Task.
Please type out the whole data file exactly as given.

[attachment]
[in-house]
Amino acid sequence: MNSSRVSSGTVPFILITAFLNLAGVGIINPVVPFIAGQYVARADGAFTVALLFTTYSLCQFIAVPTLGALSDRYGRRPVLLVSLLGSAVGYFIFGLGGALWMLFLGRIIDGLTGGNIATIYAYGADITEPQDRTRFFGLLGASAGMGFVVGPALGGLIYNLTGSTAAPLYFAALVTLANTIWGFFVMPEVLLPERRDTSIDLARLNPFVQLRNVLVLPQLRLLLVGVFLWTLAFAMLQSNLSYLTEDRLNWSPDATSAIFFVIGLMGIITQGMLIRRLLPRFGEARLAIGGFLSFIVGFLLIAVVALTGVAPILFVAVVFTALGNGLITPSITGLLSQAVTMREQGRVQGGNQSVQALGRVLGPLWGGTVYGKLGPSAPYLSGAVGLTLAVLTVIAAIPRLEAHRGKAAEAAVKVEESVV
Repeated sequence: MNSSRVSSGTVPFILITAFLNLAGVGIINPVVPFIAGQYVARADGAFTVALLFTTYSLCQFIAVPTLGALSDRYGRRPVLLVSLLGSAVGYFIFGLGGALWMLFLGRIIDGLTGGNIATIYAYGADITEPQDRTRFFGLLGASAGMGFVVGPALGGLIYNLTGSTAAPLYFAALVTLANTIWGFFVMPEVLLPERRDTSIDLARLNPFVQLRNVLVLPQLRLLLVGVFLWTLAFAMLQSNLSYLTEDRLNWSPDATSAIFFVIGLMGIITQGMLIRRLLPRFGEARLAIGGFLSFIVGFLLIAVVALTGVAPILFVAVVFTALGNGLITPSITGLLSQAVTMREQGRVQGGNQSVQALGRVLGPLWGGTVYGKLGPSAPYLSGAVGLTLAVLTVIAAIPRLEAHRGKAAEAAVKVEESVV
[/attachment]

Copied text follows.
[in-house]
Amino acid sequence: MNSSRVSSGTVPFILITAFLNLAGVGIINPVVPFIAGQYVARADGAFTVALLFTTYSLCQFIAVPTLGALSDRYGRRPVLLVSLLGSAVGYFIFGLGGALWMLFLGRIIDGLTGGNIATIYAYGADITEPQDRTRFFGLLGASAGMGFVVGPALGGLIYNLTGSTAAPLYFAALVTLANTIWGFFVMPEVLLPERRDTSIDLARLNPFVQLRNVLVLPQLRLLLVGVFLWTLAFAMLQSNLSYLTEDRLNWSPDATSAIFFVIGLMGIITQGMLIRRLLPRFGEARLAIGGFLSFIVGFLLIAVVALTGVAPILFVAVVFTALGNGLITPSITGLLSQAVTMREQGRVQGGNQSVQALGRVLGPLWGGTVYGKLGPSAPYLSGAVGLTLAVLTVIAAIPRLEAHRGKAAEAAVKVEESVV
Repeated sequence: MNSSRVSSGTVPFILITAFLNLAGVGIINPVVPFIAGQYVARADGAFTVALLFTTYSLCQFIAVPTLGALSDRYGRRPVLLVSLLGSAVGYFIFGLGGALWMLFLGRIIDGLTGGNIATIYAYGADITEPQDRTRFFGLLGASAGMGFVVGPALGGLIYNLTGSTAAPLYFAALVTLANTIWGFFVMPEVLLPERRDTSIDLARLNPFVQLRNVLVLPQLRLLLVGVFLWTLAFAMLQSNLSYLTEDRLNWSPDATSAIFFVIGLMGIITQGMLIRRLLPRFGEARLAIGGFLSFIVGFLLIAVVALTGVAPILFVAVVFTALGNGLITPSITGLLSQAVTMREQGRVQGGNQSVQALGRVLGPLWGGTVYGKLGPSAPYLSGAVGLTLAVLTVIAAIPRLEAHRGKAAEAAVKVEESVV